Identity

From Ireland to Germany to Italy to Mexico: How America’s Source of Immigrants Has Changed in the States, 1850 – 2013

Explore the top countries of origin for immigrants in each state from 1850 to 2013.

Immigration by country of origin 1850 to 2013

Source: From Ireland to Germany to Italy to Mexico: How America’s Source of Immigrants Has Changed in the States, 1850 – 2013

How the entire nation of Nauru almost moved to Queensland

Nauru Phosphate

From The Conversation, online publication

By Jane McAdam

“Nauru is best known to most Australians as the remote Pacific island where asylum seekers who arrive by boat are sent. What is less well known is that in the 1960s, the Australian government planned to relocate the entire population of Nauru to an island off the Queensland coast.

The irony of this is striking, especially in light of continuing revelations that highlight the non-suitability of Nauru as a host country for refugees. It also provides a cautionary tale for those considering wholesale population relocation as a “solution” for Pacific island communities threatened by the impacts of climate change…”

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How do we deal with the coming waves of climate change refugees?

Cyclones Australia.NASA

From The Conversation, online publication

By Jane McAdam

“On average, one person is displaced each second by a disaster-related hazard. In global terms, that’s about 26 million people a year.

Most move within their own countries, but some are forced across international borders. As climate change continues, more frequent and extreme weather events are expected to put more people in harm’s way.

In the Pacific region alone, this year’s Cyclone Winston was the strongest ever to hit Fiji, destroying whole villages. Last year, Cyclone Pam displaced thousands of people in Vanuatu and Tuvalu – more than 70% of Vanuatu’s population were left seeking shelter in the storm’s immediate aftermath.

However, future human catastrophes are not inevitable. The action – or inaction – of governments today will determine whether we see even greater suffering, or whether people movements can be effectively managed…”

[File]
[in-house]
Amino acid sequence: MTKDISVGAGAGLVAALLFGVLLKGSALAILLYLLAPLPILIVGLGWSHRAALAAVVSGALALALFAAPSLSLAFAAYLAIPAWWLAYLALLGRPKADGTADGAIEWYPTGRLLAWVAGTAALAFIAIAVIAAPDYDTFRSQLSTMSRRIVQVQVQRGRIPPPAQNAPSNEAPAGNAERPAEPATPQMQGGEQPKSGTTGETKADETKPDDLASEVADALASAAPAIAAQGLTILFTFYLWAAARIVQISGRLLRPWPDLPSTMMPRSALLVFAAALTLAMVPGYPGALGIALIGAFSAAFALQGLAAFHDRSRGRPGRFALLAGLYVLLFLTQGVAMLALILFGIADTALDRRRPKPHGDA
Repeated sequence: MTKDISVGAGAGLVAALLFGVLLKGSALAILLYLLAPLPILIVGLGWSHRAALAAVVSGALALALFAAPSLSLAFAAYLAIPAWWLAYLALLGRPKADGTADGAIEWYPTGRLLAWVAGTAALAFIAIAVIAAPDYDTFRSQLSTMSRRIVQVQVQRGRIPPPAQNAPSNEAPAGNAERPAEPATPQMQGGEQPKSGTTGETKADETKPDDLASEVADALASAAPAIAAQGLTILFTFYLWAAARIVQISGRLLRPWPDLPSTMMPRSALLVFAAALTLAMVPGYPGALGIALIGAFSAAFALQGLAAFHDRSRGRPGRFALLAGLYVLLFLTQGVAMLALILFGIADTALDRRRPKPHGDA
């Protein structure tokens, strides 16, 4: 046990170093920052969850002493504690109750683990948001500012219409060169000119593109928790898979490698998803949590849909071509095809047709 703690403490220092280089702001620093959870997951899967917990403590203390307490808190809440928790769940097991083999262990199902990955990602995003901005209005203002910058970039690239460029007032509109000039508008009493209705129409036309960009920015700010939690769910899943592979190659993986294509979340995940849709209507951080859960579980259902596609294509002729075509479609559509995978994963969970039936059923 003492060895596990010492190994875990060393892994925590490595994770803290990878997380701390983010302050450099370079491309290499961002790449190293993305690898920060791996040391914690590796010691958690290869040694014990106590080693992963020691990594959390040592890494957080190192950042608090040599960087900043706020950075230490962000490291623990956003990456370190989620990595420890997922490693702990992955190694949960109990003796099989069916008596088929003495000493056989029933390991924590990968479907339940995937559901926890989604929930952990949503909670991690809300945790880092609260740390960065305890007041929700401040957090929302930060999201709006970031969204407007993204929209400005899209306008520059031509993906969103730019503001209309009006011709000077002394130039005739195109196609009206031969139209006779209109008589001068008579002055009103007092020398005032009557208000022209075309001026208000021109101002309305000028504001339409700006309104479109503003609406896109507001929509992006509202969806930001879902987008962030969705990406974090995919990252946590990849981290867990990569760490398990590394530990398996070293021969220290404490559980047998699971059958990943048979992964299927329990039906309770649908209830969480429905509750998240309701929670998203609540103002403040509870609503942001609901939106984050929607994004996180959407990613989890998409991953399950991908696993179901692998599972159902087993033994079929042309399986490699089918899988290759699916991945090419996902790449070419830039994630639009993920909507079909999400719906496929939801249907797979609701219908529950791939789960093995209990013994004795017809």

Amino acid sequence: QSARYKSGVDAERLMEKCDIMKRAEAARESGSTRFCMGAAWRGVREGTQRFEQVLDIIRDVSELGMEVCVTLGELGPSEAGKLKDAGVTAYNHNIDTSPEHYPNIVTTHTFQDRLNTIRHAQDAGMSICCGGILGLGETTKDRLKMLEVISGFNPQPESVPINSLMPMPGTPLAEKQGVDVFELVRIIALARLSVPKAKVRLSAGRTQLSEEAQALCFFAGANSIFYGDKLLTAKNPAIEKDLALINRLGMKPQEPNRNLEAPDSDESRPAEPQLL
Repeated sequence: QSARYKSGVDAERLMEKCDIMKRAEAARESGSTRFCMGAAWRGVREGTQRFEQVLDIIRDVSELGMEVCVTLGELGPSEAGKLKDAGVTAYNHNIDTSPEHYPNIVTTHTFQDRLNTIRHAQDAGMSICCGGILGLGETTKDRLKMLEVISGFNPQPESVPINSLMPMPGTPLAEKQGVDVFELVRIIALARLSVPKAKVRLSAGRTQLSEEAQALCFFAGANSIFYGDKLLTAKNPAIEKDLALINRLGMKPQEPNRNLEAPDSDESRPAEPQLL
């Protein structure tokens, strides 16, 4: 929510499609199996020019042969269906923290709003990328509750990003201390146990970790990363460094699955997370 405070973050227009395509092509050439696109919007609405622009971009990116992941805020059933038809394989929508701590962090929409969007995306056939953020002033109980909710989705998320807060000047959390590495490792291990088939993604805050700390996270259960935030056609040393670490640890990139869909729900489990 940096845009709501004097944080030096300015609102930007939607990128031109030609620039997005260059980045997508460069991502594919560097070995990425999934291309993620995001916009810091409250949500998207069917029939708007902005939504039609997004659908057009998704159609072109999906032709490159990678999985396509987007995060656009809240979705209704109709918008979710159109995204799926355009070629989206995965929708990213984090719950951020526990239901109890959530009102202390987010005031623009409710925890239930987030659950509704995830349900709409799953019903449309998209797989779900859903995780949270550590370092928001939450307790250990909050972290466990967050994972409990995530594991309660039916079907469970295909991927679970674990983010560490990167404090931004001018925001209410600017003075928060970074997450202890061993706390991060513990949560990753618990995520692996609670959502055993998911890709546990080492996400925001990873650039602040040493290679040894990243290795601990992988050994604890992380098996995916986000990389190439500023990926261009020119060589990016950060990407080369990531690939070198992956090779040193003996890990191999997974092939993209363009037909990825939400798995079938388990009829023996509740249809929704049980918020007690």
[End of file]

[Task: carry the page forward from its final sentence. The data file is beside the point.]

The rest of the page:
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A Season to Vote

API Voters.Wooedbyparties.2016
API Voters Remain a Major Swing Vote in the Upcoming Election

 

 

“The Asian-American voter pool is remarkably diverse, ranging from Pakistanis and Indians to Chinese and Koreans.” That is the ethnic breakdown in the state of Virginia in an article from the Wall Street Journal. In Washington State we would add the populations from the Pacific Islands as well. This means the diversity of the Asian and Pacific American voting public is as varied as any other groups. Outreach by both major political parties will need to contend with this diversity. To the list we can confidently add: Vietnamese, Cambodian, Lao, Japanese, Thai, Sri Lankan, Filipino, Hawaiian, Fijian, Maori, Samoan, Tongan and a dozen other ethnicities.

The reality for political campaigns is that there is an assumption that if you reach one of these groups, you’ve reached them all. I very clear terms, that simply is not the effect.

In 2012, Asian and Pacific Islander Americans were a major factor in the elections; some have argued that we collectively were the most significant swing vote in that national and state-level elections.

Yet in the subsequent years, voter turnout in these populations droppedAPIvoterturnout.2014

I pointed this out at the dinner table this past summer. I was happily surprised at how interested my kids were in the topic.

My daughter entered her fourth grade class with the expectation that she would learn everything she needed to know about voting, elections and the Constitution. We are several weeks into the school year and I am trying to manage her expectations a bit. What I am struck by, is that she is committed to this idea of voting. Participation in elections, for her, is as important as her own interests in sports, arts and music. In essence; being a voter is an important part of her identity. She was disappointed that the right to vote wouldn’t be hers until she turned 18, because as she stated, “I’m a citizen now.”

What this triggered was a series of questions of whether the American voter– in particular Asian and Pacific American voters– saw the right to vote as inherent to their identity.

  • Does the right to vote coincide with the identity of being a citizen?
  • How do our next generations see themselves within our political process?
  • What is so important about voting?